• Training errors - including sudden changes in intensity
  • Hill running
  • Excessive striding sometimes known as over-striding
  • Increased mileage are commonly cited contributing factors.
  • Excessive genu varum
  • Excessive internal tibial torsion
  • Flat feet, known as over-pronation
  • Hip abductor weakness - which may manifest as increased hip adduction and knee internal rotation
  • Myofascial tightnesses (Noble et al., 1980; West & Irrgang, 2009; Strauss et al., 2011)
So, what can be done about this condition?

Foam Roller Exercises for Iliotibial Band Friction Syndrome

As suggested above, there are biomechanical faults that contribute to this condition. Inevitably, this will create muscular imbalances. Thus, the most appropriate self myofascial release exercises are those that target the myofascial structures of the:
  • Iliotibial Band
  • Quadriceps - particularly Vastus Lateralis
  • Hamstrings - particularly biceps femoris
  • Tensor Fascia Latae
  • Gluteal Muscles - particularly gluteus maximus
The videos below displays all of these components. Gluteal Release ITB/TFL/Vastus Lateralis Release Hamstring Release

What Size Will Be Most Useful?

Given that you are going to cover a medium sized area i.e. the calf muscle, the best foam rollers for this condition would be:

Should I Do Anything Else For Iliotibial Friction Band Syndrome?

Yes! Unfortunately, using the foam roller is only one component of the successful rehabilitation of iliotibial band friction syndrome. To fully resolve this complex problem you should also undertake:
  • Regular stretching - ITB/TFL, quadriceps, hamstring, gluteals
  • Pelvic strengthening and stability training
  • Adjust other contributing factors – including managing your exercise load, footwear, training environment, footwear
  • Be guided by your physiotherapist – who can take you through all of this including a full rehabilitation program

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References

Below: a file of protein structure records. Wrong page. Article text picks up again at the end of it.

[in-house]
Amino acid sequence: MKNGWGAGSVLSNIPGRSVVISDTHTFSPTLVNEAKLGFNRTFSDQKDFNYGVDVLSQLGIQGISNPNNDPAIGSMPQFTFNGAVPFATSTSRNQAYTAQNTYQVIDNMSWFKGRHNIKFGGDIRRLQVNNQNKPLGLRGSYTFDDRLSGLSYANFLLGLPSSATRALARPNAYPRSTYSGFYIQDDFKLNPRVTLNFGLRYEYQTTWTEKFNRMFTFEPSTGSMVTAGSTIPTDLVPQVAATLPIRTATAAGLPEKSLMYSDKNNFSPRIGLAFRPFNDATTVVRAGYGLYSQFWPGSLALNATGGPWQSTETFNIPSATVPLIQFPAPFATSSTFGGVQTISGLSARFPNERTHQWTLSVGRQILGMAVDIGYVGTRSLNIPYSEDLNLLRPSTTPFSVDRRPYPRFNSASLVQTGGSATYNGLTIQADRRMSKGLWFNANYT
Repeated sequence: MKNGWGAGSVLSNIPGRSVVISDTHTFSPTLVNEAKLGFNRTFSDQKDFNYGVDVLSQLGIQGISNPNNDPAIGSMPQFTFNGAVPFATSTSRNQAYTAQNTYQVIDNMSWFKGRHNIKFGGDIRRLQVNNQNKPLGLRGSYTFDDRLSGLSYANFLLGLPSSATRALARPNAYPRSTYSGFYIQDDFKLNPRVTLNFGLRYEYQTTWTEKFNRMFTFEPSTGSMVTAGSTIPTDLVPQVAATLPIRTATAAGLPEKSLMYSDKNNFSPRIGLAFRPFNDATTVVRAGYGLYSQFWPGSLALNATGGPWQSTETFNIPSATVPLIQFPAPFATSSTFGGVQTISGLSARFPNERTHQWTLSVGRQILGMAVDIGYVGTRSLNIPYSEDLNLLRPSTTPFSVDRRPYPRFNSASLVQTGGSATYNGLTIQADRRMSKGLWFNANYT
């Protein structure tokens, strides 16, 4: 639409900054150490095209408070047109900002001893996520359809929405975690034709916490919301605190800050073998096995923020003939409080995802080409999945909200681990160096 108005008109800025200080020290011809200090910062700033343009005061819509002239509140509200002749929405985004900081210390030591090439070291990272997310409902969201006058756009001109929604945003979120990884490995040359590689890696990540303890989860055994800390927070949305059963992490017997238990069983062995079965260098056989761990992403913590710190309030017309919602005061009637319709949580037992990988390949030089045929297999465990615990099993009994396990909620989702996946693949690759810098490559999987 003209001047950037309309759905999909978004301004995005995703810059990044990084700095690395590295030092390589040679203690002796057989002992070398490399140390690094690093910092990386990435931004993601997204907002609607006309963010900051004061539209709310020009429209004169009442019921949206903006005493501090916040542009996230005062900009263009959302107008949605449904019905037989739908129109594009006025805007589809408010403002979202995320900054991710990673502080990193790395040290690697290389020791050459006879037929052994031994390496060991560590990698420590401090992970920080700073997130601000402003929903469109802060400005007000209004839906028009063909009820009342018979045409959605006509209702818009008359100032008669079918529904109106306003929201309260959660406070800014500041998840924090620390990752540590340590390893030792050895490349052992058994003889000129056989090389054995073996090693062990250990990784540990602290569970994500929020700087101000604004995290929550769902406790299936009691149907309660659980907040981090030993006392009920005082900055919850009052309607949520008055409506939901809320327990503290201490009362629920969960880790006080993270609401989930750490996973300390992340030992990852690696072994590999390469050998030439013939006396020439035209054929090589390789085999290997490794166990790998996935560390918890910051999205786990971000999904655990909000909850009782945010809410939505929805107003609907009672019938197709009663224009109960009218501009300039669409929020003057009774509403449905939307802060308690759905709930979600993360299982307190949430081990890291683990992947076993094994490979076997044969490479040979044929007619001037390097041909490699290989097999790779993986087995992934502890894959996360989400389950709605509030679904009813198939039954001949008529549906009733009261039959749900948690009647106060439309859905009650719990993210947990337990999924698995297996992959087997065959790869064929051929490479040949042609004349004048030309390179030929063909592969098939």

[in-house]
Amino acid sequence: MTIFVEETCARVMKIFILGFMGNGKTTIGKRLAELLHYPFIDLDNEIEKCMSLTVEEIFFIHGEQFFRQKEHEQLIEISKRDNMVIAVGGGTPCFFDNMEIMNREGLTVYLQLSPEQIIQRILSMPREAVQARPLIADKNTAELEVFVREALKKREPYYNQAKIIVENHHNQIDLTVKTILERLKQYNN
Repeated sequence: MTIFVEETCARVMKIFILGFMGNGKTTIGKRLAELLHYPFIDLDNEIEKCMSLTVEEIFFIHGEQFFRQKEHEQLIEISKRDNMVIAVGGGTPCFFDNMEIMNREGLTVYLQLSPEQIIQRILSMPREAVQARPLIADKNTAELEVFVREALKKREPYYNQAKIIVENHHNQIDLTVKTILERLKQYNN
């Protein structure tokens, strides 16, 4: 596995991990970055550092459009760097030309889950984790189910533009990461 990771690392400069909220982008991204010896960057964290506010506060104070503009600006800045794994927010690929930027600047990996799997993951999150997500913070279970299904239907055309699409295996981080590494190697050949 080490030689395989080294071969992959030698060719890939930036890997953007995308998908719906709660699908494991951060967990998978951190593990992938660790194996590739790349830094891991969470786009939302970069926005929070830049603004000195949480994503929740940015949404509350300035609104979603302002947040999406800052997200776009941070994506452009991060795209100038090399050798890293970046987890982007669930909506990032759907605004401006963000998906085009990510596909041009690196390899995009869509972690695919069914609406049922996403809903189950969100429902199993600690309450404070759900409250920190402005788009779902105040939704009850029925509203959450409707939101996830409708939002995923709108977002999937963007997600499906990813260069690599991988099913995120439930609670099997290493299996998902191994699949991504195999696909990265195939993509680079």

Choi L: Iliotibial band friction band syndrome, in DeLee J, Drez D Jr, Miller M, eds: DeLee: DeLee and Drez’s Orthopaedic Sports Medicine, ed 3. Philadelphia, PA, Saunders Elsevier, 2010, pp 627-628. Fairclough J, Hayashi K, Toumi H, et al: The functional anatomy of the iliotibialband during flexion and extension of the knee: Implications for understanding iliotibial band syndrome. J Anat 2006; 208(3):309-316. Hariri S, Savidge ET, Reinold MM, Zachazewski J, Gill TJ: Treatment of recalcitrant iliotibial band friction syndrome with open iliotibial band bursectomy: Indications, technique, and clinical outcomes. Am J Sports Med 2009;37(7):1417-1424. Lavine R: Iliotibial band friction syndrome. Curr Rev Musculoskelet Med 2010;3(1-4):18-22. Messier SP, Edwards DG, Martin DF, et al: Etiology of iliotibial band friction syndrome in distance runners. Med Sci Sports Exerc 1995;27(7):951-960. Muhle C, Ahn JM, Yeh L, et al: Iliotibial band friction syndrome: MR imaging findings in 16 patients and MR arthrographic study of six cadaveric knees. Radiology 1999;212(1):103-110 Noble CA: Iliotibial band friction syndrome in runners. Am J Sports Med 1980;8(4):232-234. Strauss EJ, Kim S, Calcei JG, Park D. Iliotibial band syndrome: evaluation and management. J Am Acad Orthop Surg 2011;19(12):728-736 Taunton JE, Ryan MB, Clement DB, et al. A retrospective case–control analysis of 2002 running injuries. Br J Sports Med 2002;36:95 – 101. West R, Irrgang J: Overuse injuries of the lower extremity, in Kibler W, ed: Orthopaedic Knowledge Update: Sports Medicine 4, ed 4. Rosemont, IL, American Academy of Orthopaedic Surgeons, 2009, pp 181-183. Photo CreditWikiCommons